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Will I Get Alimony in My Divorce?

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One of the questions many people ask when facing the end of their marriage is, "Will I get alimony in my divorce?" For Utah residents, the answer is, "Quite possibly." Let's take a look at the law around alimony (also called "spousal support") in Utah, and clear up some myths about alimony along the way.

Who is Eligible for Alimony in Utah and How is Alimony Determined?

While most people tend to think of alimony as something that husbands pay to wives, any spouse who otherwise meets the criteria can receive an award of alimony. What are those criteria?

As a general rule, the court takes into account the parties' standard of living at the time they separated. The goal of alimony is to allow the parties to maintain their pre-separation standard of living. Also, according to Utah law, the duration of alimony cannot (absent exceptional circumstances) exceed the length of the marriage. Married for five years? Don't expect ten years of alimony; it won't happen.

There are factors the court must consider in deciding whether to award alimony (and how much, for how long), and other factors it may choose to take into account. According to statute, the court shall consider:

  • the financial condition and needs of the spouse requesting alimony (the "recipient spouse");
  • the recipient spouse's earning capacity, taking into account how time spent caring for a child of the payor may have affected that capacity;
  • the ability of the payor spouse to provide support;
  • the length of the marriage;
  • whether the recipient spouse has custody of a minor child who needs support;
  • whether the recipient spouse worked in a business that was owned or operated by the payor; and
  • whether the recipient paid for or enabled the payor to receive education during the marriage which directly contributed to an increase in the payor's skills.

The court may also take fault into account when determining an alimony award. Fault includes:

  • adultery;
  • deliberately harming or trying to harm the other spouse or minor children;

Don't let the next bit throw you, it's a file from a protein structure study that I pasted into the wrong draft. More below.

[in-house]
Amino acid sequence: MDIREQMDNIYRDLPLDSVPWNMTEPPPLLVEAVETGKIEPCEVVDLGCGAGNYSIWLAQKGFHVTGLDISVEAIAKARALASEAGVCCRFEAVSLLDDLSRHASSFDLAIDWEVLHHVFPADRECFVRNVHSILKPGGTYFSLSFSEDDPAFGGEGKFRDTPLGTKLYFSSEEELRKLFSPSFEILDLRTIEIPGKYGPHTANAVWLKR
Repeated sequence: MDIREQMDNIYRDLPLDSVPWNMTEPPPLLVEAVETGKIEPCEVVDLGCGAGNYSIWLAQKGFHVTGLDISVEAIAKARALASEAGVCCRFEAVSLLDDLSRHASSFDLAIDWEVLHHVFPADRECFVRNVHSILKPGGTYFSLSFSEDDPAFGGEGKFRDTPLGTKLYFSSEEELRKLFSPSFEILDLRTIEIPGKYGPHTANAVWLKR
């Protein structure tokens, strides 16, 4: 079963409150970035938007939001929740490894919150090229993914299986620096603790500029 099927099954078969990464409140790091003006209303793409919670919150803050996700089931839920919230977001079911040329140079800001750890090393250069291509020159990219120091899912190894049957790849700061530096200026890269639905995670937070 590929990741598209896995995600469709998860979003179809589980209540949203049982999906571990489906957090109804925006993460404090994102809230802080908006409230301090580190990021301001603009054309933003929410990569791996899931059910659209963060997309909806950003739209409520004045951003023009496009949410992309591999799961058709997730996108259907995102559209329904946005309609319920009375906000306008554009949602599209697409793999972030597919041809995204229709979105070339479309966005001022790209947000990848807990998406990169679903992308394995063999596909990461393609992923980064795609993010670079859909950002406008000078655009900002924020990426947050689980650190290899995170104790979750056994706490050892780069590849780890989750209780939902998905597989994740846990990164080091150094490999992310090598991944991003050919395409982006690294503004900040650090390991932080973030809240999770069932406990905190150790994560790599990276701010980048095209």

• deliberately causing the other spouse or minor children to fear life-threatening harm; or
  • substantially undermining the other spouse's or minor children's financial stability in some way.

Remember, though, that the court does not use alimony as punishment (however much you might think your spouse deserves it!), so expect the focus to be on need and ability to pay.

As mentioned above, the court tries to allow the parties to maintain the standard of living they enjoyed just before they separated. In a very short term marriage with no children, the court might simply try to place the parties back in the positions they were in at the time of the marriage.

What if there is simply not enough money, when the parties are in separate households, to maintain the pre-separation standard of living? Rather than tell one party or the other that they're out of luck, the court will often try to equalize the shortfall; the recipient may not get as much alimony as he or she hoped for, and the payor may have to write a bigger alimony check than he or she would like.

Many of us have heard tales of devious spouses who have tried to minimize their income or pad their expenses, or time their divorces so they would have to pay less alimony. Utah courts do not look favorably on these efforts.

Let's say you and your spouse were married for 30 years. You've always been the primary breadwinner, and your spouse has taken care of the kids and household so you were free to work long hours and travel for your job. You're on the cusp of a promotion that comes with a big raise in pay. You've been thinking about divorce for a while, and you decide to separate from your spouse now, before the spike in pay kicks in and causes you to have to make a bigger alimony payment. Under the law, if a separation takes place just before an increase in pay that's due to the effort of both spouses, the court can consider that fact in determining an alimony award.

Modification and Termination of Utah Alimony

Of course, life doesn't stop changing after divorce, and some of those changes warrant a modification, or even termination, of alimony. You and your spouse may decide to specify some conditions for modifying alimony in the terms of your divorce. For instance, you might agree to reduce alimony by a certain amount when the payor reaches an agreed-upon retirement age.

Factors that may lead to modification include the payor losing a job, taking a pay cut, or retiring; serious illness on the part of the payor or recipient; or some other situation that dramatically affects the ability of the payor spouse to continue making alimony payments. The court will never force a party to pay alimony if doing so means that he or she could no longer be self-supporting.

Of course, alimony must come to an end at some point. If the recipient remarries, that is ground for immediate termination of alimony payments. The only exceptions are if the spouses agreed to continue alimony payments even if the recipient remarried, or if they settled on a lump sum payment. The payor's remarriage has no effect on alimony payments.

Similarly, if the recipient of alimony moves in with a romantic partner, alimony is terminated. Cohabitating couples, whether married or not, tend to provide each other with some financial support. Therefore it would be unfair for the payor spouse to have to provide support the recipient no longer needs.

Alimony is a complex issue, and the experience of your attorney can make a big difference in how much you receive or pay. We invite you to contact our law office with any questions you have about alimony in Utah. We look forward to working with you.

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